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Call for anglers to be vigilant to help protect the Atlantic salmon
The Angling Trust are asking anglers to be on the lookout for pink salmon and red skin disease in UK rivers this summer.
Several records of invasive non-native species pink salmon have already been reported in Scotland so far this year and there are concerns they could return to rivers in England and Wales
Originally introduced into Russian rivers in the 1950s, pink salmon have slowly spread westwards and can be found in large numbers in Scandinavian rivers. This species has a two-year life cycle and often spawn in rivers in the summer. Large numbers were reported in Scotland in 2017. During 2019 smaller numbers were reported but early indications from Norwegian sea fishery catches suggest larger population of pink salmon could enter Scottish rivers this year.
Pink salmon presents a threat to native Atlantic salmon populations through the introduction of potential spread and introduction of parasites and disease as well as competing with Atlantic salmon for habitat and food. They can be identified by their spotted tail, black tongue and gums. Males have a humped back.
Updated advice for fishery managers and anglers on what to do if you capture or spot pink salmon in England, Scotland and Wales has been published and can be downloaded here:
Anglers are also being asked to be vigilant for wild Atlantic salmon infected by red skin disease. Affected individuals exhibit unusual haemorrhaging on their underside which can appear like a spotted red rash. The rash can either be localised or cover some or all the underbelly of the fish. Low level mortalities with these symptoms have been reported in the past few years in Norway and Ireland. The first case in Great Britain was reported in Scotland in the summer of 2019. Whilst there have been no reported cases of mortality associated with this disease in England and Wales, there have been increased reports of salmon exhibiting these symptoms this year in Wales.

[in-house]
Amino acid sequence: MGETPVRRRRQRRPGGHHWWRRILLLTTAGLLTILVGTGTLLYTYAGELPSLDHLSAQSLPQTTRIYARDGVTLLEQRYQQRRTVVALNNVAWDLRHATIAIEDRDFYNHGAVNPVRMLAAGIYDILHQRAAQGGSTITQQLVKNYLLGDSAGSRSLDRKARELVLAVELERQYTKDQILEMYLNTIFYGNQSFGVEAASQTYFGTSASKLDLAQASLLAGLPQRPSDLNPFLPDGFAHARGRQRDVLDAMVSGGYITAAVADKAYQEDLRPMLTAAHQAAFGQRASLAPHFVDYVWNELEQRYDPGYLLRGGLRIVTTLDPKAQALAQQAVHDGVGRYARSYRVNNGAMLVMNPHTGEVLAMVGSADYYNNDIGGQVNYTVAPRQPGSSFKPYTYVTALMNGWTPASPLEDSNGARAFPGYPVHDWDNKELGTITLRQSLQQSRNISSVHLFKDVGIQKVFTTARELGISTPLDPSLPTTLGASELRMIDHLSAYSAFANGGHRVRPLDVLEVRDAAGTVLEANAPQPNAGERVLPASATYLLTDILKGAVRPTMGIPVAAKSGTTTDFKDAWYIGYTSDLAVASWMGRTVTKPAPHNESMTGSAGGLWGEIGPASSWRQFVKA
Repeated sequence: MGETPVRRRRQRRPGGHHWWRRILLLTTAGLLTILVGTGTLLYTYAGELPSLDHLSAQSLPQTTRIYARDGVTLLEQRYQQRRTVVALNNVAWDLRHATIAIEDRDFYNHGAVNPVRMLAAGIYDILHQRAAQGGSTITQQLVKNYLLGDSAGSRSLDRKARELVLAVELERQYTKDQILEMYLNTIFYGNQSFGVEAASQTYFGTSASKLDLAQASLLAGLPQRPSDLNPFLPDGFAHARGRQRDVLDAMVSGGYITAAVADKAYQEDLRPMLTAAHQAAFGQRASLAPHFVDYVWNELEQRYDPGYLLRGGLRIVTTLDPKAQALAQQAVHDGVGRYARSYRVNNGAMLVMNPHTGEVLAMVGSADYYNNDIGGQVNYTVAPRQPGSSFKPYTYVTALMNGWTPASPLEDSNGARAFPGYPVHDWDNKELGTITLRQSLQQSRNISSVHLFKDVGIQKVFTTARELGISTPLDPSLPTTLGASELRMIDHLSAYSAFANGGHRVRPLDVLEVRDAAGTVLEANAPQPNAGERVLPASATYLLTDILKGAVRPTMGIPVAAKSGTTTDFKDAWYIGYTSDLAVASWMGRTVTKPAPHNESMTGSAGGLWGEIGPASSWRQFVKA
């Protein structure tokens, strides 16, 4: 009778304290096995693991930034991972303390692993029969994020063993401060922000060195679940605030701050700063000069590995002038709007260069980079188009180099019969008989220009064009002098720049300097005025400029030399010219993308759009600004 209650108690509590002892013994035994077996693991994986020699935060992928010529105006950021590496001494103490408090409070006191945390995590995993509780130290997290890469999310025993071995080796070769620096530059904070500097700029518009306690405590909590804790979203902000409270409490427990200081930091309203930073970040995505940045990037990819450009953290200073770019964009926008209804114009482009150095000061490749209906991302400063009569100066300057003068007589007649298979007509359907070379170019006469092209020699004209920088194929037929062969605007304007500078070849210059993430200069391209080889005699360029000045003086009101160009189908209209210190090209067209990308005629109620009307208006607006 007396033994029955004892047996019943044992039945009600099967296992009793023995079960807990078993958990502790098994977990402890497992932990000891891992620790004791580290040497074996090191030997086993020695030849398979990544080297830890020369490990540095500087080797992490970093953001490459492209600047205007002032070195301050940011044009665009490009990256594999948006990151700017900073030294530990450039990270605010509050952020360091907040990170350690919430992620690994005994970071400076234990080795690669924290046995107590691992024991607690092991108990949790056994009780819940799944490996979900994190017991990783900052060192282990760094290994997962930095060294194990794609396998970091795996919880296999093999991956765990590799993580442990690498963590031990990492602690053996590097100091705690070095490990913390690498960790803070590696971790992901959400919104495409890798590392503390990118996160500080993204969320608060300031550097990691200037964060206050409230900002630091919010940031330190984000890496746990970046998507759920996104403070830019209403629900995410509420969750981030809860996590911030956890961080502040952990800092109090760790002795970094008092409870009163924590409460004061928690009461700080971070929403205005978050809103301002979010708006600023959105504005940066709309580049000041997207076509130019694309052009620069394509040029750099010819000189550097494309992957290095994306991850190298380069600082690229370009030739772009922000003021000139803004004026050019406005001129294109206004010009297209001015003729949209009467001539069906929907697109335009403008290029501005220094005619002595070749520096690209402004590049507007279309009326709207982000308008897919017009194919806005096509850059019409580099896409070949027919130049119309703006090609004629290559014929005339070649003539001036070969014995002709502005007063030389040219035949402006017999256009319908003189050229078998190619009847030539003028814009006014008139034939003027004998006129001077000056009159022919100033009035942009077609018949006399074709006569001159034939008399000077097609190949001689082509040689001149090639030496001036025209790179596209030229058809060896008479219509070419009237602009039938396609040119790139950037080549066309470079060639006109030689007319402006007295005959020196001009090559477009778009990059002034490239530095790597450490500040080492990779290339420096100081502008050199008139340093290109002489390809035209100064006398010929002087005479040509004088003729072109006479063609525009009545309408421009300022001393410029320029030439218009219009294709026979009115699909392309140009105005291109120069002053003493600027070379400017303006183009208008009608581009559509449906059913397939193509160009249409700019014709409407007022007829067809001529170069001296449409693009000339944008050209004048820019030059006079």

The cause and impact of this disease is currently unknown. Lethargy and mortality have been reported in some rivers, whilst other fish appear in to be in good health and it believed could recover from the disease.
Anglers that suspect they come across an infected fish should contact their national incident hotline immediately but should not remove or handle a fish in distress. Photographs of fish with potential symptoms are useful but should only be undertaken where it is safe to do so. Where any fish has been caught it should be returned to the water as quickly as possible.
To minimise the risk of the disease between accidentally spread between waters we urge all anglers to follow good biosecurity practice and check, clean and dry their waders, nets and other wet equipment after every fishing trip.